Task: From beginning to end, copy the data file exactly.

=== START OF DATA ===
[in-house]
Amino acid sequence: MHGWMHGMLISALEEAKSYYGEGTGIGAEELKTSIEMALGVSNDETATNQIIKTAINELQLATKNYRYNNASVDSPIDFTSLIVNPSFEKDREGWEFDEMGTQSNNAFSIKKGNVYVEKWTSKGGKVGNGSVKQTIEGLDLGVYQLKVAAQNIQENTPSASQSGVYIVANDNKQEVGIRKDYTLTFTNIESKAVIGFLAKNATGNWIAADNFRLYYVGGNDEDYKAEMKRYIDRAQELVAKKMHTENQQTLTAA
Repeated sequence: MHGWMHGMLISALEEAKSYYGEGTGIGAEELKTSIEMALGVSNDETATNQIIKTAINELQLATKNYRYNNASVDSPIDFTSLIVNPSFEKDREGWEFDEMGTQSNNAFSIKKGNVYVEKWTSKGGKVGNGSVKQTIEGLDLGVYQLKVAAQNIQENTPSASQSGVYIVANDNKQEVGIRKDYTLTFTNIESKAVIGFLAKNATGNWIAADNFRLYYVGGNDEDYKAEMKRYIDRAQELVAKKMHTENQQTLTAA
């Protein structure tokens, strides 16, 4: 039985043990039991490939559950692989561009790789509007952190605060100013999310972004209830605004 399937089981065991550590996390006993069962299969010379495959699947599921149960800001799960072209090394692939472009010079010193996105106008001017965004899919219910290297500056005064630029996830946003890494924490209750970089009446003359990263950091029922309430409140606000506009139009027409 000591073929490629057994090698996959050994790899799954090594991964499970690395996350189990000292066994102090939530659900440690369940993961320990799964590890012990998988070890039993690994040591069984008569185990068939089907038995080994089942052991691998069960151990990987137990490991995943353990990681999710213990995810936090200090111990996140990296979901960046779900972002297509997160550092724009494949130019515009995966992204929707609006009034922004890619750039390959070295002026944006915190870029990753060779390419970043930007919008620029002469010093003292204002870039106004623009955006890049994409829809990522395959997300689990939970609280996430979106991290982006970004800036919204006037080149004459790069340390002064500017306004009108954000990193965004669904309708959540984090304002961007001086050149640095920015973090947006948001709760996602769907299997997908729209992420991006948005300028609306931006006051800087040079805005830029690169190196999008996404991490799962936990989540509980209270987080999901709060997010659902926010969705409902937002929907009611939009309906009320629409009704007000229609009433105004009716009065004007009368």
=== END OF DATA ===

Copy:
[in-house]
Amino acid sequence: MHGWMHGMLISALEEAKSYYGEGTGIGAEELKTSIEMALGVSNDETATNQIIKTAINELQLATKNYRYNNASVDSPIDFTSLIVNPSFEKDREGWEFDEMGTQSNNAFSIKKGNVYVEKWTSKGGKVGNGSVKQTIEGLDLGVYQLKVAAQNIQENTPSASQSGVYIVANDNKQEVGIRKDYTLTFTNIESKAVIGFLAKNATGNWIAADNFRLYYVGGNDEDYKAEMKRYIDRAQELVAKKMHTENQQTLTAA
Repeated sequence: MHGWMHGMLISALEEAKSYYGEGTGIGAEELKTSIEMALGVSNDETATNQIIKTAINELQLATKNYRYNNASVDSPIDFTSLIVNPSFEKDREGWEFDEMGTQSNNAFSIKKGNVYVEKWTSKGGKVGNGSVKQTIEGLDLGVYQLKVAAQNIQENTPSASQSGVYIVANDNKQEVGIRKDYTLTFTNIESKAVIGFLAKNATGNWIAADNFRLYYVGGNDEDYKAEMKRYIDRAQELVAKKMHTENQQTLTAA
């Protein structure tokens, strides 16, 4: 039985043990039991490939559950692989561009790789509007952190605060100013999310972004209830605004 399937089981065991550590996390006993069962299969010379495959699947599921149960800001799960072209090394692939472009010079010193996105106008001017965004899919219910290297500056005064630029996830946003890494924490209750970089009446003359990263950091029922309430409140606000506009139009027409 000591073929490629057994090698996959050994790899799954090594991964499970690395996350189990000292066994102090939530659900440690369940993961320990799964590890012990998988070890039993690994040591069984008569185990068939089907038995080994089942052991691998069960151990990987137990490991995943353990990681999710213990995810936090200090111990996140990296979901960046779900972002297509997160550092724009494949130019515009995966992204929707609006009034922004890619750039390959070295002026944006915190870029990753060779390419970043930007919008620029002469010093003292204002870039106004623009955006890049994409829809990522395959997300689990939970609280996430979106991290982006970004800036919204006037080149004459790069340390002064500017306004009108954000990193965004669904309708959540984090304002961007001086050149640095920015973090947006948001709760996602769907299997997908729209992420991006948005300028609306931006006051800087040079805005830029690169190196999008996404991490799962936990989540509980209270987080999901709060997010659902926010969705409902937002929907009611939009309906009320629409009704007000229609009433105004009716009065004007009368």